We’ve seen it over and over again – the Busch brothers maturing from the common perception of their character and racing technique throughout the season, and gaining frequent recognition from the broadcasting booth for it. But it seems as if every year, something snaps that process at some point: Kyle wrecking Ron Hornaday under caution in 2011, Kurt threatening Bob Pockrass in 2012, and so on.
Right now, the spotlight is on Kurt as he’s on an uphill path in every aspect of his racing that he can control, on and off the track. Before his wreck at New Hampshire, Kurt was solidly climbing his way up through the points standings, even breaking into the top 10. Furniture Row Racing has seen a competitive, optimistic season since adding Kurt to the one-car team, and so far it seems as if they can’t go anywhere but up. While Kurt typically runs well week in and week out, unpredictable events put a damper on many of those days, but Kurt always comes out the next weekend, ready to run with the leaders again and try to avoid uncontrollable outcomes.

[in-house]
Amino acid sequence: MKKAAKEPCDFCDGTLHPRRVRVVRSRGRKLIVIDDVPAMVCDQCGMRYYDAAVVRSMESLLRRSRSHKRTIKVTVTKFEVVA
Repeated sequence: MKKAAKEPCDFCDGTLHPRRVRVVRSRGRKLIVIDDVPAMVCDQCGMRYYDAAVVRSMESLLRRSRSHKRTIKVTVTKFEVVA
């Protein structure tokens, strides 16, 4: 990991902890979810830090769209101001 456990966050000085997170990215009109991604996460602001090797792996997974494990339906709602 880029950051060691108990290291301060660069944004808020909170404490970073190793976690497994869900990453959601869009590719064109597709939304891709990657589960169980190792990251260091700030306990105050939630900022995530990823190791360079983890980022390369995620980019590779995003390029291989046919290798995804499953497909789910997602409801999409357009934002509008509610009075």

Kurt’s post-wreck interview in New Hampshire highlighted that his attitude is on the same upwards path as his racing. But the question is: will Kurt fall to the same fate as we’ve seen in the past – recovering throughout the year and then eventually snapping at an unfortunate turn of events? Is he just a ticking time bomb, waiting to be set off?
It doesn’t seem like it. The 78 team suits him well, and he’s helped them immensely. The pairing just fits, and the mesh has given Kurt a likely permanent attitude renovation. He could have easily snapped at the incident in New Hampshire, after leading a significant amount of laps and putting himself in position to challenge for the win – or one of the many other unfortunate events he’s faced this year – but instead Kurt stayed positive in his interview, eager to get back in the car and collect as many points as possible from the day.
Not to say that Kurt won’t have another meltdown at some point; it happens to the best of them. But let’s all give him the benefit of the doubt, because his demeanor and his Chase hopes are continuing on a steep slope upwards.
By Alanis King